There is an element of "Why should I?" defiance by gay men, who do have to moderate (or put a lid on) their personalities at work. So certain career paths where gay is the rule rather than the exception still attract a disproportionate number of homosexuals. Cliched as it may be, fashion, PR and pockets of show business and media are all pink collar jobs. They are VIP room careers controlled by strong women and gay men - a combination that terrifies straight men more than a vasectomy. Robert Dunne is a wig- maker for an opera company. He says, "I always preferred hanging out with the creative people at school, smoking, gossiping and talking about frocks. It stands to reason I would look for the same environment in the working world."
However, in stalwart pink collar professions, gay men seem to be more secure than lesbians. This week Ellen DeGeneres and Anne Heche, probably the most famous lesbian couple since Gertrude Stein and Alice B Toklas, left Hollywood for San Francisco. Since DeGeneres' very public outing on her TV show Ellen, the actress claims she has been blacklisted by the industry. It might not have occurred to DeGeneres that her appeal was due to an in-joke. Everyone but the character herself knew "Ellen" was gay. When "Ellen" cottoned-on, the joke fell flat. DeGeneres was persecuted, not for being a lesbian, but for failing to make her audience laugh.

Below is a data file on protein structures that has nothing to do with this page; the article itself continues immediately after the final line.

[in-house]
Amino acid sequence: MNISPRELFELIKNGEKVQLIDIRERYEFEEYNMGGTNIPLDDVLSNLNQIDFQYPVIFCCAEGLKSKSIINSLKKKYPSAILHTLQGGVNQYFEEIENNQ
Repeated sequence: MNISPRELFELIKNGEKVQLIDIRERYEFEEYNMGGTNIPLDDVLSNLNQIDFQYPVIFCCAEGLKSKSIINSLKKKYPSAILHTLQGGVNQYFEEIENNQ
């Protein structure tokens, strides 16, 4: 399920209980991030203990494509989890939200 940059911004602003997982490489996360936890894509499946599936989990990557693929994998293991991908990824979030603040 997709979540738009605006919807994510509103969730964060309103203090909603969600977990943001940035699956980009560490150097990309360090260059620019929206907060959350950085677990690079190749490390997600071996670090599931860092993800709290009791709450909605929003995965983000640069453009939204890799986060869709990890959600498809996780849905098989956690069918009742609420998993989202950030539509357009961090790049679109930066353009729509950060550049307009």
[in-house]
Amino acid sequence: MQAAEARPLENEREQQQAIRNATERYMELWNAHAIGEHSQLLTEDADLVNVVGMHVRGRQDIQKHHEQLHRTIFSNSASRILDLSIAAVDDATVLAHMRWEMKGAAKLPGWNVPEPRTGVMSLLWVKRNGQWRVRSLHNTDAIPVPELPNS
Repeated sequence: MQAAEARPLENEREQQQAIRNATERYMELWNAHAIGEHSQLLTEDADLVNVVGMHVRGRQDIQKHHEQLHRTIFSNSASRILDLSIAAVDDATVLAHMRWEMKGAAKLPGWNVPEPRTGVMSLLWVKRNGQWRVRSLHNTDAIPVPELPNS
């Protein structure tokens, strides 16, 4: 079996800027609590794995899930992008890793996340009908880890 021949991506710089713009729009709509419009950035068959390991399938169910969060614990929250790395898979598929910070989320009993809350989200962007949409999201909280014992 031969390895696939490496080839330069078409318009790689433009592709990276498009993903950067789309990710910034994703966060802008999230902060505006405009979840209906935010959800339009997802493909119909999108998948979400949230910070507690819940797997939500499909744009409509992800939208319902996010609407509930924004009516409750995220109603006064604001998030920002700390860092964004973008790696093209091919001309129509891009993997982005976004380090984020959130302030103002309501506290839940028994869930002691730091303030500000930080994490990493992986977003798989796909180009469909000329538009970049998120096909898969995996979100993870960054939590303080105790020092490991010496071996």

If a high-visibility lesbian like DeGeneres feels persecuted at work, then the message sent to lesbians is not a positive one. Stonewall's 1993 survey of 2000 gays and lesbians reported 48 per cent of respondents were harassed due to sexual orientation. 24 per cent had avoided selecting certain professions for fear of discrimination and two thirds concealed their sexuality from people at work. "I have been under pressure to declare my sexuality," says trainee psychotherapist Anne. "Colleagues seem to think I owe it to future patients that they are aware of what is essentially my private life. The issue here is not concealing my sex life from colleagues. It is whether I consider that this information - my private life - has any bearing on my proficiency as a psychotherapist. I personally think it does not."
A burgeoning gay service industry in major UK cities has begun to remove the question of "outing" at work. These gay-friendly businesses directly appeal to the pink pound: for example, cab firms like London's Freedom Cars, legal advisers like Ivan Massow Associates and anything in between from plumbers to dentists. These businesses thrive on the premise that gay people are more comfortable doing business within each other. Freedom Cars driver Drew says, "Most of the drivers have parallel careers; musicians, writers, actors. So if you've got to supplement your income then why not make the experience as pleasant as possible by working with other gay people?"
In January 1998, gay glossy Attitude wrote a celebratory feature about men at work. "We know that some provinces of the fast-moving, glamourous worlds of fashion, television and, yes, ahairdressing, are entirely gay," says Attitude, "but these days gay people are getting everywhere."
Gay people always were everywhere - but now the secret is out.